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Bring Bush To Justice: General Strike



General Strike USA

on Sept. 11, 2008
A general strike is called for September 11, 2008, the anniversary of the 9/11/2001 attacks on New York City and Arlington, Virginia.
General strikes shut down the normal operations of a city, state, or nation for a period of time.


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When planning a protest,

Select Your Target

Sites for a protest must be on public property unless you have written permission to hold your event from the property owner. You can be arrested on any private property. Potential protest sites include:
  • Outside State, County, City, Town, or Federal buildings
  • State and County election commission offices
  • Town Halls, City Halls, State Capitols
  • National Media offices and studios (only on nearby public owned and maintained sidewalks, parks, and open spaces)

Protest outside local media. Local media will gladly cover your protest if you target them.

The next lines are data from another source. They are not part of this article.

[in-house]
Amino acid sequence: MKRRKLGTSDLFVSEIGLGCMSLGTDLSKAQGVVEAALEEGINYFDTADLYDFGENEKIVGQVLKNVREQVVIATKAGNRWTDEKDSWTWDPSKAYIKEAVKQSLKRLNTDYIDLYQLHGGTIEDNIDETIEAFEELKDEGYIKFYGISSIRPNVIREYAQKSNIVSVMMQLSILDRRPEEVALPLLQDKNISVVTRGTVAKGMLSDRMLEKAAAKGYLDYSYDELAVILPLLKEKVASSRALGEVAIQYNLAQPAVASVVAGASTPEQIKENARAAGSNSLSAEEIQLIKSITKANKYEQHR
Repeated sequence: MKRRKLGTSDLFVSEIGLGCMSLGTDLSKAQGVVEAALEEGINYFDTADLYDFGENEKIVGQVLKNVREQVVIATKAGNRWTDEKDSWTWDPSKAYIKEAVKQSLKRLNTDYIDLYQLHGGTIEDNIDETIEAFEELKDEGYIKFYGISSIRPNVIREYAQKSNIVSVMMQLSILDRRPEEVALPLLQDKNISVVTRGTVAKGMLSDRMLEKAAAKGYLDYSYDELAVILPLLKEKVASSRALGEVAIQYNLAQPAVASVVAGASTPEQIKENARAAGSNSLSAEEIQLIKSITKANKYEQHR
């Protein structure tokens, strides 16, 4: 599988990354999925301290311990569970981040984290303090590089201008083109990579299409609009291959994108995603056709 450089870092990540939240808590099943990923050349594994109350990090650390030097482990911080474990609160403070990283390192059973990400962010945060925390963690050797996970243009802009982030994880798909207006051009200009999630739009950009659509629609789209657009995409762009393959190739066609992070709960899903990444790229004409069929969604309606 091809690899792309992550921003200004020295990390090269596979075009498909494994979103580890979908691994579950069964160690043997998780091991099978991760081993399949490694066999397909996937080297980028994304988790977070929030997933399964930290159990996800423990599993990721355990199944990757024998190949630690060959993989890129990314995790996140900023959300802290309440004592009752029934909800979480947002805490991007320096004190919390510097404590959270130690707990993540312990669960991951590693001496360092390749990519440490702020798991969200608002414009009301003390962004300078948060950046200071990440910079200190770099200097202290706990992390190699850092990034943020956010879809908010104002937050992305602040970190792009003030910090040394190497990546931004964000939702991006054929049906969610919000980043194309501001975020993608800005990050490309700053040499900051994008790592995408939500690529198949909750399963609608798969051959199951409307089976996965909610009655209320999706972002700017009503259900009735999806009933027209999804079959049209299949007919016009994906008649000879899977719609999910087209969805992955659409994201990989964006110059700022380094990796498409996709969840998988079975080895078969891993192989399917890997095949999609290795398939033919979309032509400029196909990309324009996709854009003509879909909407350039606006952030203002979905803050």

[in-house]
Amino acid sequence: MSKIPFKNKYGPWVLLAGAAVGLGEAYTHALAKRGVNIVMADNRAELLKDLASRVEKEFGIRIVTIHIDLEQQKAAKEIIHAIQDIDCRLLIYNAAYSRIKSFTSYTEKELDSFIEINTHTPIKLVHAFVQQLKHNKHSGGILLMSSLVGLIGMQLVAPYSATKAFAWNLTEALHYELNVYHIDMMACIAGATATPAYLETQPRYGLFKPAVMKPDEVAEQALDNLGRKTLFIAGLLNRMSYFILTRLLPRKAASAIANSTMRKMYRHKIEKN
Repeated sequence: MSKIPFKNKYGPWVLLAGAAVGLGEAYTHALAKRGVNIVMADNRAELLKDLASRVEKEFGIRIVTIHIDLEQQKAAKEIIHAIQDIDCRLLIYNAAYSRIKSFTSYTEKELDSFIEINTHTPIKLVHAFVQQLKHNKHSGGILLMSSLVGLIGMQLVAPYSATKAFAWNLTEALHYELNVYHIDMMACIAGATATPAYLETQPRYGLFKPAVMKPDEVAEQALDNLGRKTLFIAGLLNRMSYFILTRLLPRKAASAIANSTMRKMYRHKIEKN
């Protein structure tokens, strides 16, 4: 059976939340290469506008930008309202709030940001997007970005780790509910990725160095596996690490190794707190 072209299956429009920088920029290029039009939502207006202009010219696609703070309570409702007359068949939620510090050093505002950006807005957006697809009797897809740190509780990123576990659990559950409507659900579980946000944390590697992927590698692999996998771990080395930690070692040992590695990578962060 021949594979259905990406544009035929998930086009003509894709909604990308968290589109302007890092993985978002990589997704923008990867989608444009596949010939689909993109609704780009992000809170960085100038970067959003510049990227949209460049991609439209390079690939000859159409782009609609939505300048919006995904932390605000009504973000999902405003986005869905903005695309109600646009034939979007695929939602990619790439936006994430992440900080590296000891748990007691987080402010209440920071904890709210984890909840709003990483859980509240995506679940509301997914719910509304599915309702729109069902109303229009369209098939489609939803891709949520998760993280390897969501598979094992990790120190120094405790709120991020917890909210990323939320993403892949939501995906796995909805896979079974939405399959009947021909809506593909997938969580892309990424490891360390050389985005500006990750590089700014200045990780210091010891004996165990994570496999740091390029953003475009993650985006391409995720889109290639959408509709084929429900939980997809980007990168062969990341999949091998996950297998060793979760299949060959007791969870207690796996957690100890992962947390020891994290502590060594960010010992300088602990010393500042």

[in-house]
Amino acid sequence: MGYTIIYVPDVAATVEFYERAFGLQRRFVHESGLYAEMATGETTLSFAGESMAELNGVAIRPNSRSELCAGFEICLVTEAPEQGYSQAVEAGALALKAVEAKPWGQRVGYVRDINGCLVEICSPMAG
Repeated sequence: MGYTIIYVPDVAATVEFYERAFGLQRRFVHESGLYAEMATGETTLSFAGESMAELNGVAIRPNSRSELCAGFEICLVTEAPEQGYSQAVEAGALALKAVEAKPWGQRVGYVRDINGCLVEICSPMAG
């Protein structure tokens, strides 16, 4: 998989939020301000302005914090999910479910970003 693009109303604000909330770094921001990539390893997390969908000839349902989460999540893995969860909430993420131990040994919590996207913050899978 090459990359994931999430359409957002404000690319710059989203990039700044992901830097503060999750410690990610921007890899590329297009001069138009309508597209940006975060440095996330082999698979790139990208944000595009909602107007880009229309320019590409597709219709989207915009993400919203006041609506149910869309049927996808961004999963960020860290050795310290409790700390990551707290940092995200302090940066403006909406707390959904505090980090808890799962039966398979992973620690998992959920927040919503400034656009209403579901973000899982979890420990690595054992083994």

If you have a guest speaker, a PA system, or plan to plug something in get a permit.

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Schedule Your Protest

Select a date and time when most people in the area can attend:
  • If picketing offices, the hour employees arrive and depart provides high visibility for your target audience: weekday mornings, lunch hour, quitin' time.
Give yourself enough lead time before the event to sufficiently publicize and prepare your event.

Once, announced, don't change the place, date, or time.

Plan Your Protest

Good planning makes a big difference. A Logistics Coordinator can really help. Here's a partial protest planning checklist:
  • Arrange for a permit (if needed) immediately. Many jurisdictions require a two-week notice or longer
  • Invite speakers early (local/national politicians, radio and television personalities, political activists, celebraties, and writers). If possible, arrange to meet your event speakers personally beforehand.
  • Rent or find someone to volunteer the use of a PA system (make sure you have access to electricity on site)
  • Notify the police and fire departments nearest your site the week prior to your event
  • Plan for set up, tear down, and clean up
Put together a Press Kit for the day of the event. Include:
  • A protest press release detailing the facts of the protest and describing the protest's purpose and goals
  • A list of guest speakers with short biographies of each